There is an alternative to the policy extremes currently being advocated for public higher education in Maine. The University of Maine System (UMS) wants more money, and would just as soon not have Gov. Angus King or the Legislature tell it how to spend it. Two influential former UMS trustees, on the other hand, have recommended dismantling the system and taking the current $132 million annual subsidy away from UMS administrators and giving it in voucher form to UMS students instead. By empowering students rather than administrators, the Wells-Fitzgerald plan hopes to improve UMS quality via customer (i.e. student) service and competition.
The governor says he supports the idea of more competition enhancing UMS quality, but he’s “not there yet.” Speaker of the House-to-be Libby Mitchell is not pleased that the laissez faire recommendations of “her” Commission on Higher Education have so quickly lost the agenda spotlight. The chancellor and the trustees give lip service to “access,” which is arguably the central concern of most students, parents and legislators, as well as being the principle justification for annually funnelling $132 million taxpayer dollars into the UMS.
Public support of the UMS is so low that the trustees didn’t even seriously try to put a bond issue on this past November’s ballot. We have a governor who will not lead, a board of trustees which demonstrably cannot lead, and a chancellor who wants to lead but has no followers.
There is an alternative between the status quo of a rapacious, mediocre and customer-indifferent UMS and dismantling the system and jeopardizing the investment that Maine has made over the past 100 years in the seven actual and one “virtual” campuses. That alternative would empower students and protect the integrity and independence of the system. It would preserve the cultural and public service contributions that university campuses make to their communities. It would force UMS to recognize that its raison d’etre is students. And perhaps most importantly, this alternative would effectively and dramatically increase student access.
What is this alternative? A significant increase in funding of the Maine Student Incentive Scholarship Program (MSISP) run by the Finance Authority of Maine. Maine high school graduates can currently qualify for scholarship grants of $500 to $1,000 from MSISP. About half of MSISP grants are currently used by students at UMS, the Technical College System or Maine Maritime Academy. The balance is used by students at private institutions, both in Maine and beyond.
Increasing MSISP funding would directly increase student access by making post-secondary education more affordable for more young Maine students and their families. At the same time, by giving financial aid directly to students rather than institutions, MSISP gives students a choice and creates competition among post-secondary institutions. The taxpayer subsidy follows the students to institutions of their choice — students are not forced to attend UMS or any other particular institution in order to receive that subsidy.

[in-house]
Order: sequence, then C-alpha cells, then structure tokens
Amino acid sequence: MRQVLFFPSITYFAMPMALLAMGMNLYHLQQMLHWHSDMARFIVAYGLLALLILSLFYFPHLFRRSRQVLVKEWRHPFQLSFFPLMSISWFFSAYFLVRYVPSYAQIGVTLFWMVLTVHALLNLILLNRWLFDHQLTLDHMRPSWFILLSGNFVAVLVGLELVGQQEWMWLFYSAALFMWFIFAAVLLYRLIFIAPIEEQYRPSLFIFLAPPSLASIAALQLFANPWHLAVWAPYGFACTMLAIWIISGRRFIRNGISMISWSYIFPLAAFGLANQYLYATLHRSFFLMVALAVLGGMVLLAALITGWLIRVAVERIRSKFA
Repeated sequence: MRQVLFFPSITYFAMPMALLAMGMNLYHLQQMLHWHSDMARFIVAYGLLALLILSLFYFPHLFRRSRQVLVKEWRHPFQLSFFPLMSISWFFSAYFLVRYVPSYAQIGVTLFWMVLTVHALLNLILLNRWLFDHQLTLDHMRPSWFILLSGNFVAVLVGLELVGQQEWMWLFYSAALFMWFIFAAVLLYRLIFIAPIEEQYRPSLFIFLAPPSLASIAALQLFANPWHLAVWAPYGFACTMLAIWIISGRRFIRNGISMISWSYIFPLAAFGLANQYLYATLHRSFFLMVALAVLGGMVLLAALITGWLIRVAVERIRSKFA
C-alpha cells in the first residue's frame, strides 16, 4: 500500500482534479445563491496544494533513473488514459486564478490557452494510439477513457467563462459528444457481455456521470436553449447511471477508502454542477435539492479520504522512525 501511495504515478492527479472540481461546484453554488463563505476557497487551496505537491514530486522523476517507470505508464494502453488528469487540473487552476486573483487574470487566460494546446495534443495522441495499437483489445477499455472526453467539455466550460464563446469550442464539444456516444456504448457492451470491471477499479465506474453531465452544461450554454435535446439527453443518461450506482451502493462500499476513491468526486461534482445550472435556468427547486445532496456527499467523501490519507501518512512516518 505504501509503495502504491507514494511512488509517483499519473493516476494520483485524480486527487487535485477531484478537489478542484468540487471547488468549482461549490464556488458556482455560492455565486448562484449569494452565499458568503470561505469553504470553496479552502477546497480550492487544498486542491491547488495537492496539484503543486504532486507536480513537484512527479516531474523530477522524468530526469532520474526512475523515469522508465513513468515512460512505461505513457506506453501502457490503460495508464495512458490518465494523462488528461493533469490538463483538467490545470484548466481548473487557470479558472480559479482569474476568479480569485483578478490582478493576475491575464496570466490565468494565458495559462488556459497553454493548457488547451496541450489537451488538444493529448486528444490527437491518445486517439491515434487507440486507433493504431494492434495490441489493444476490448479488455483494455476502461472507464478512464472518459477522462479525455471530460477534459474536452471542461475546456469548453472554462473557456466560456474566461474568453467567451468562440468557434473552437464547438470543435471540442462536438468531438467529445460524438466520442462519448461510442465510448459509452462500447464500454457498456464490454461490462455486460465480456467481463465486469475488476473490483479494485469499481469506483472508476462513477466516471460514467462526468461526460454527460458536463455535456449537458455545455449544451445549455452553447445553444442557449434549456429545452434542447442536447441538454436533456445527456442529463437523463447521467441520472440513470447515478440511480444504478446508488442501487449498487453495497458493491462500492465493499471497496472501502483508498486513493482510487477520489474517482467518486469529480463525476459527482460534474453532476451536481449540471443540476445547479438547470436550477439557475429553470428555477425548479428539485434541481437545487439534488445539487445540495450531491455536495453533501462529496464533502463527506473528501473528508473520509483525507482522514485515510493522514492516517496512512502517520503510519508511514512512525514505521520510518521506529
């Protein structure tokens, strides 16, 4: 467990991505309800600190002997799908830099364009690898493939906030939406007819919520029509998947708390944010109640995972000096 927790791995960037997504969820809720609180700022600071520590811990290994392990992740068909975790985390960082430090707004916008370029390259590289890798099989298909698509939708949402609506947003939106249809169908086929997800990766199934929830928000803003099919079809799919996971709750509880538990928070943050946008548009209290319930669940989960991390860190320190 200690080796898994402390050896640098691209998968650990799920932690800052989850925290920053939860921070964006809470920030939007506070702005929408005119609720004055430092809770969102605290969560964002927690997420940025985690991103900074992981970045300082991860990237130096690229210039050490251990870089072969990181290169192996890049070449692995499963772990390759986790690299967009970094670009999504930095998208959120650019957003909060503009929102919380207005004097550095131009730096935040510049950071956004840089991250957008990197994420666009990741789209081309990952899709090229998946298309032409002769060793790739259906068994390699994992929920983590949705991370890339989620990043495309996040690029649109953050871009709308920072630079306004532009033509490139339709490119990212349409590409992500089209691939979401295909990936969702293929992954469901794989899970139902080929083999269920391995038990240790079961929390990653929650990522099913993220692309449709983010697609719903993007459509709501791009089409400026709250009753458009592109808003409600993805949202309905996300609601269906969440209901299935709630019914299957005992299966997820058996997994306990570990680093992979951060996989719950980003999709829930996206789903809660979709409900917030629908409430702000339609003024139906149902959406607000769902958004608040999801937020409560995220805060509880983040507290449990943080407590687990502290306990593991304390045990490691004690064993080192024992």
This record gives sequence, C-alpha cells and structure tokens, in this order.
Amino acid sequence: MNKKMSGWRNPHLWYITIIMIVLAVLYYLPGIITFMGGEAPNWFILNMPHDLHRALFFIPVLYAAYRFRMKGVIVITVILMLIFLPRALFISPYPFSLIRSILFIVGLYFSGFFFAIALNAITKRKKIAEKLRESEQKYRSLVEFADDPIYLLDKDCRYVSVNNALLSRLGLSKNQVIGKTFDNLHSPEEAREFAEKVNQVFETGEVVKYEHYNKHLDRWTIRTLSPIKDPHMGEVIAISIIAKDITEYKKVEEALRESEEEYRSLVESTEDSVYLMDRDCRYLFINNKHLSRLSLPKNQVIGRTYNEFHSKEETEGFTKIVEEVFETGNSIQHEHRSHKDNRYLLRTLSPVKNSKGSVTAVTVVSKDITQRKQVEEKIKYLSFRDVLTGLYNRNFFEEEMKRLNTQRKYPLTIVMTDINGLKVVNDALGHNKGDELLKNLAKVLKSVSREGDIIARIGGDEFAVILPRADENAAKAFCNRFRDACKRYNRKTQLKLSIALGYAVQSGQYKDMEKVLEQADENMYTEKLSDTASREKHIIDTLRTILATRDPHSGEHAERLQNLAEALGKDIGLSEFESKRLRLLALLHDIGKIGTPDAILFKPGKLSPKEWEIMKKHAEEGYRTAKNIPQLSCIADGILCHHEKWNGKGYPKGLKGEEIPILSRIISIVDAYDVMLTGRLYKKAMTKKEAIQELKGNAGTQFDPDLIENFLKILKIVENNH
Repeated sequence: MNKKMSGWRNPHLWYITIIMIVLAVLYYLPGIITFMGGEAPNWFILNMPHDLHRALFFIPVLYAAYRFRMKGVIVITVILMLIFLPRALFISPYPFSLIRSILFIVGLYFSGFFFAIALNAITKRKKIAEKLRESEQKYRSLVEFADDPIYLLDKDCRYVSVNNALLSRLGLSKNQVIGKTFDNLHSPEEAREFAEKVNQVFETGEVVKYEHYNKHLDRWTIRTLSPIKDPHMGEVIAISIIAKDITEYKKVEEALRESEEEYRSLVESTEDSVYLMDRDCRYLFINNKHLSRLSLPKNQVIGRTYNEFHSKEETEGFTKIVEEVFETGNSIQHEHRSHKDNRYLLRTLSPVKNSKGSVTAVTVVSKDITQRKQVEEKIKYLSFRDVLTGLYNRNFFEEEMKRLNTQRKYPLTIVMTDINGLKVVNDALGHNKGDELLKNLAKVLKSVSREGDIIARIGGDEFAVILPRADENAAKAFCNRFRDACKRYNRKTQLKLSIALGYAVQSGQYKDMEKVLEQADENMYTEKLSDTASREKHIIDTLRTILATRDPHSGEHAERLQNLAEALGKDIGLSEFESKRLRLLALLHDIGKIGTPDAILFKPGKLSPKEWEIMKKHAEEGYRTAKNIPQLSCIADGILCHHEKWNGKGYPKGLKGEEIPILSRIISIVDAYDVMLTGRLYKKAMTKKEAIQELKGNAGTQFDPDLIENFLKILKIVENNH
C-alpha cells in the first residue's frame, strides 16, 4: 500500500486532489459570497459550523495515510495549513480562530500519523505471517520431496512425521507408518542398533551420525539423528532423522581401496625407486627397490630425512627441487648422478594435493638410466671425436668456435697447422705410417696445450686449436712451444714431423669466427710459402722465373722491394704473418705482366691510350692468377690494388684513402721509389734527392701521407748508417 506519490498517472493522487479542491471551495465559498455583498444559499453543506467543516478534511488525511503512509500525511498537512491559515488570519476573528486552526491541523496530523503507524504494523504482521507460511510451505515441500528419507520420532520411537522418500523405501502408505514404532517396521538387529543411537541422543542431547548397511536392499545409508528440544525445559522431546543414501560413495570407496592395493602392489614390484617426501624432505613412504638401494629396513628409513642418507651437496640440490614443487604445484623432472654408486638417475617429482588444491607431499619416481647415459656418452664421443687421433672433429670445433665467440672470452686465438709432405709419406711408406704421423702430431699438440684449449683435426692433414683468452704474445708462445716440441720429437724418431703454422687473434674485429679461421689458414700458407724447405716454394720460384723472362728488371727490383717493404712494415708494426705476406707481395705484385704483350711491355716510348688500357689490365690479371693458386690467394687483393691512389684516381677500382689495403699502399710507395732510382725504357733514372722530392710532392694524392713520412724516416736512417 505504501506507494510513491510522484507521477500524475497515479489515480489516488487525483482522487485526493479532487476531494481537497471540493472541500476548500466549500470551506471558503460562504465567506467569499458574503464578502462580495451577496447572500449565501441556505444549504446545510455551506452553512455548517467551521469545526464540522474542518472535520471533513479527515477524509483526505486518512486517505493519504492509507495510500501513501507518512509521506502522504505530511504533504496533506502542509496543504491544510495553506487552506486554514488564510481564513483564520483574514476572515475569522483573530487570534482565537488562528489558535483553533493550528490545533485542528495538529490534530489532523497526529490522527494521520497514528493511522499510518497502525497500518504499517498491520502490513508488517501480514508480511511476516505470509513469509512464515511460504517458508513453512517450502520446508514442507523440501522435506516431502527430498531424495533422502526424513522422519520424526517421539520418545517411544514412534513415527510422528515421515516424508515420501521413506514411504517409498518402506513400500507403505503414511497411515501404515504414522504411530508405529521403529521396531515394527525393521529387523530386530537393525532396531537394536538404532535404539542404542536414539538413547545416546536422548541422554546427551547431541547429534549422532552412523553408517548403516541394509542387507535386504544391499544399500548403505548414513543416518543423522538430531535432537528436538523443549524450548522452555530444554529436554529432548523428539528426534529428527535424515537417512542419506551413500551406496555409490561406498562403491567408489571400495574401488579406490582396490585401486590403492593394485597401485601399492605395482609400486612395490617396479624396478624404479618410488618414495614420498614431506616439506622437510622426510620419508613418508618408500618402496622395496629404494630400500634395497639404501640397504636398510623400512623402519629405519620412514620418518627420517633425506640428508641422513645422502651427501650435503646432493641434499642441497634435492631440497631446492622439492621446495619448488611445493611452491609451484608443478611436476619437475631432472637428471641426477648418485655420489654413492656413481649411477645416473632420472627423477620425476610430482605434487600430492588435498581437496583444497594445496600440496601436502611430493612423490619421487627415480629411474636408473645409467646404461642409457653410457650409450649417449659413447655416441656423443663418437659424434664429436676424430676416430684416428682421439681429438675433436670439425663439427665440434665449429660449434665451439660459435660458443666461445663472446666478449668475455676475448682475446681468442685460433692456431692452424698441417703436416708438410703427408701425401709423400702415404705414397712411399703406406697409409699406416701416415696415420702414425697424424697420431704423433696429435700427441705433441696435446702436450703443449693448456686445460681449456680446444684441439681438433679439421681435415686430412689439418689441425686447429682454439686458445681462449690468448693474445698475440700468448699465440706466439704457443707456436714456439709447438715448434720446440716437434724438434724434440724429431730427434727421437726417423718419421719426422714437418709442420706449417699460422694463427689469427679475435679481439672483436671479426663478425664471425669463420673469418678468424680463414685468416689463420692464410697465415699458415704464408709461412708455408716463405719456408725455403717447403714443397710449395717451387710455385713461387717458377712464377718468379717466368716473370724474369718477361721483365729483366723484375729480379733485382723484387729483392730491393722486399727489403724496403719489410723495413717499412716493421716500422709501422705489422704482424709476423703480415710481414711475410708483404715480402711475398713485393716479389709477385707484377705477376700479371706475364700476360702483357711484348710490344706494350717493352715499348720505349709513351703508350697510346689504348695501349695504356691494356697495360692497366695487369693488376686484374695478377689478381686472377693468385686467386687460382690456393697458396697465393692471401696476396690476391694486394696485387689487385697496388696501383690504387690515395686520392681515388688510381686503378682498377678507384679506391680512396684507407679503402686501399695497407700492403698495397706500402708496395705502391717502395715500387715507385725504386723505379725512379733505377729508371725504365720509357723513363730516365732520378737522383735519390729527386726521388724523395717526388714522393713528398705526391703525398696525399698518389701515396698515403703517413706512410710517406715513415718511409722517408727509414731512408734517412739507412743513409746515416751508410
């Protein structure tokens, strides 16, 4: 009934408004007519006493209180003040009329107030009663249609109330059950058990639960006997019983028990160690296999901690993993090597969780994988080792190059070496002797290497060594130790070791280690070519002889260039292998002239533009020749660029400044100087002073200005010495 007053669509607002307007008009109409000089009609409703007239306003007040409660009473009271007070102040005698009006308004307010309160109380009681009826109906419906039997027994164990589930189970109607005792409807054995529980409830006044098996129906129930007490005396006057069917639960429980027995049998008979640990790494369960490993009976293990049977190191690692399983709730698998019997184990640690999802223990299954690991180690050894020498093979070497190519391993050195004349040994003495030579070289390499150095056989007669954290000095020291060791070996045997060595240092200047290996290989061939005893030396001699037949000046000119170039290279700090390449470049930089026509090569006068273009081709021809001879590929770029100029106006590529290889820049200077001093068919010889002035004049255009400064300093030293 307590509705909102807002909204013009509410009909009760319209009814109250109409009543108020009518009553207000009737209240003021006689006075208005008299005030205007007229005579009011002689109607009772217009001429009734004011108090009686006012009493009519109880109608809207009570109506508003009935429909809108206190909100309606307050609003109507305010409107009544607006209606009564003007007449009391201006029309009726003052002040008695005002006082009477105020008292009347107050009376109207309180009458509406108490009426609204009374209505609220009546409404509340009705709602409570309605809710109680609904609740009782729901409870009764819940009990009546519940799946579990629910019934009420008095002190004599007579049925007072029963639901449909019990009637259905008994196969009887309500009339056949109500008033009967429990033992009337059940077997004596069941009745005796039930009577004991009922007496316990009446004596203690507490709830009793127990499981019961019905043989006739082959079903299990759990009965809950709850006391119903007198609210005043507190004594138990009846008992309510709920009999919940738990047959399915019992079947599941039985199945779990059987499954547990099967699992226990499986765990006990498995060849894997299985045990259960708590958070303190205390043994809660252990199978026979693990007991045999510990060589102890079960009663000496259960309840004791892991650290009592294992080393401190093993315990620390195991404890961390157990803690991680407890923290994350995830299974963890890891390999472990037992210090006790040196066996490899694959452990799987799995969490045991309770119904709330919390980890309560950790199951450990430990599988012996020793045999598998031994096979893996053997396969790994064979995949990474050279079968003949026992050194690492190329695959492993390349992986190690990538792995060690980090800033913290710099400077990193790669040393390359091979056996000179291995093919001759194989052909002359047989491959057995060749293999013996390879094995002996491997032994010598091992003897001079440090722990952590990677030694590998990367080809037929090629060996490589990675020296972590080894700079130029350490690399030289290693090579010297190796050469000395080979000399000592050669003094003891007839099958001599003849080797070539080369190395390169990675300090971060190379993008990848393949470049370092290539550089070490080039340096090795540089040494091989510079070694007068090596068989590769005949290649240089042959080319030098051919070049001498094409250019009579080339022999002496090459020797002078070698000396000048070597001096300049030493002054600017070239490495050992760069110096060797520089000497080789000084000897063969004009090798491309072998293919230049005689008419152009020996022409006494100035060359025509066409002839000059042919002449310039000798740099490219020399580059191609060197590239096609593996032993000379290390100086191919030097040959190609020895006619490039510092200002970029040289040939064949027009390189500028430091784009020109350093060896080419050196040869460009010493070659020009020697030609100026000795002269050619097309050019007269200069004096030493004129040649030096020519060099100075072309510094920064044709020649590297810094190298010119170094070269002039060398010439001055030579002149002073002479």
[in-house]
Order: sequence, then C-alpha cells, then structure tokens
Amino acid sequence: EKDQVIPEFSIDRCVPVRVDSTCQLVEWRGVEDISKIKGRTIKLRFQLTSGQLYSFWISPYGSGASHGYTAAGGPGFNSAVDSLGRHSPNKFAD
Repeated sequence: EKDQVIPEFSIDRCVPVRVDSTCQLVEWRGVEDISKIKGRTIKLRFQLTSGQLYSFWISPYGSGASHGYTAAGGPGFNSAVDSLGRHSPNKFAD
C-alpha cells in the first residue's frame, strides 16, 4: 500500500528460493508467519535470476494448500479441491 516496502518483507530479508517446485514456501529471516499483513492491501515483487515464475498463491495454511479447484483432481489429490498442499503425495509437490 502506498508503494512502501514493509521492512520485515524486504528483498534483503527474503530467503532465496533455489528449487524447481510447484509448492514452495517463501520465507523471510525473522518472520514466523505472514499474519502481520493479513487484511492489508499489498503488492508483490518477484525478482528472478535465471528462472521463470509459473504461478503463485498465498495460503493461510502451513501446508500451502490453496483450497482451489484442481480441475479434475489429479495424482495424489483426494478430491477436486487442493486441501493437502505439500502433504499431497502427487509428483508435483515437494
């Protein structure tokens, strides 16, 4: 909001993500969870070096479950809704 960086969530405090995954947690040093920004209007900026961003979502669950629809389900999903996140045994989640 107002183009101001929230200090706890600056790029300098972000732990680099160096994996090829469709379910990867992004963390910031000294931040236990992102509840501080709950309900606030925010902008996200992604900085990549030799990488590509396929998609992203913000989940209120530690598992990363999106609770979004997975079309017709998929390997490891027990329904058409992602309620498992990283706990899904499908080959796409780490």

Public higher education would be forced to compete on the basis of quality and customer (student) service — and while that change might be painful, it is the only way that system performance will improve. Certainly rewarding the current level of mediocrity with even more funds sends the wrong message. Competition and customer service are the keys to quality.
I am not suggesting that MSISP funding simply be increased. Such a suggestion is as naive as the chancellor’s call for a major UMS funding increase. Rather, I suggest that the Legislature cut $15 million from public higher education institutional funding and match that with another $15 million, for a $30 million increase in MSISP funding. The overall UMS budget effect should be a wash, but the resulting competition and shift of power from institutions to students should substantially improve UMS performance, while simultaneously enhancing student access. If you want even more student access bang for the buck, means test the MSISP grants, so that the neediest students get the most assistance.
Such a shift in policy will be absolutely opposed by the chancellor, the trustees and UMS administrators. After all, their power will be eroded. However, remember why we are spending $132 million a year on the UMS. The one thing that Owen Wells and Buzz Fitzgerald got absolutely right is remembering who the system is for: the students. And remembering that is the key to improving UMS quality, performance and responsiveness.
Jon Reisman is associate professor of economics and public policy at the University of Maine at Machias